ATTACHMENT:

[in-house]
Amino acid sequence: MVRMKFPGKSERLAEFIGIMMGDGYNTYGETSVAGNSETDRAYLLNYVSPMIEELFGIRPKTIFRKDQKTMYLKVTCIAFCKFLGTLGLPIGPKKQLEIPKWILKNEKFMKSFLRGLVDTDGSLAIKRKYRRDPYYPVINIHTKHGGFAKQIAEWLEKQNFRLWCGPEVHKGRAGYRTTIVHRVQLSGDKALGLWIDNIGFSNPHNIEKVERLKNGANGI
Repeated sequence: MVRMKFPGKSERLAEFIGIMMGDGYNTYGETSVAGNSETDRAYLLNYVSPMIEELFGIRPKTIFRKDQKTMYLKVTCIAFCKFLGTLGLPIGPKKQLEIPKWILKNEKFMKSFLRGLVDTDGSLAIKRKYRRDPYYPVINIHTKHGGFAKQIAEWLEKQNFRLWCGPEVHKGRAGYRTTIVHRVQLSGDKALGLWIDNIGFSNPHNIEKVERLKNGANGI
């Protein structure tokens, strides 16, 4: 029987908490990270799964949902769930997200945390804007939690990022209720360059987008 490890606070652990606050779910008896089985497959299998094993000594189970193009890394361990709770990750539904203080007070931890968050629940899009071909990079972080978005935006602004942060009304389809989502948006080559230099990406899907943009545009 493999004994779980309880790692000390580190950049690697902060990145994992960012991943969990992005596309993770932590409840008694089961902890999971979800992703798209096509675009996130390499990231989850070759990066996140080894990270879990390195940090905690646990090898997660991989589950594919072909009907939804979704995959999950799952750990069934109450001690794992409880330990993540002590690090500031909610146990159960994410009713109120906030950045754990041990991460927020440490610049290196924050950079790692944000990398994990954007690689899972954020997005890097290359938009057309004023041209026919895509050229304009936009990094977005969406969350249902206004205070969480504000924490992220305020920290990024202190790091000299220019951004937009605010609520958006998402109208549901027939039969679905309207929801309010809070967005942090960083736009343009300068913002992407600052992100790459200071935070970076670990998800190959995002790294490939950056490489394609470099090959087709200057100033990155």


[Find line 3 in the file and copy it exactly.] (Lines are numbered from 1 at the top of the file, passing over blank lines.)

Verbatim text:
Repeated sequence: MVRMKFPGKSERLAEFIGIMMGDGYNTYGETSVAGNSETDRAYLLNYVSPMIEELFGIRPKTIFRKDQKTMYLKVTCIAFCKFLGTLGLPIGPKKQLEIPKWILKNEKFMKSFLRGLVDTDGSLAIKRKYRRDPYYPVINIHTKHGGFAKQIAEWLEKQNFRLWCGPEVHKGRAGYRTTIVHRVQLSGDKALGLWIDNIGFSNPHNIEKVERLKNGANGI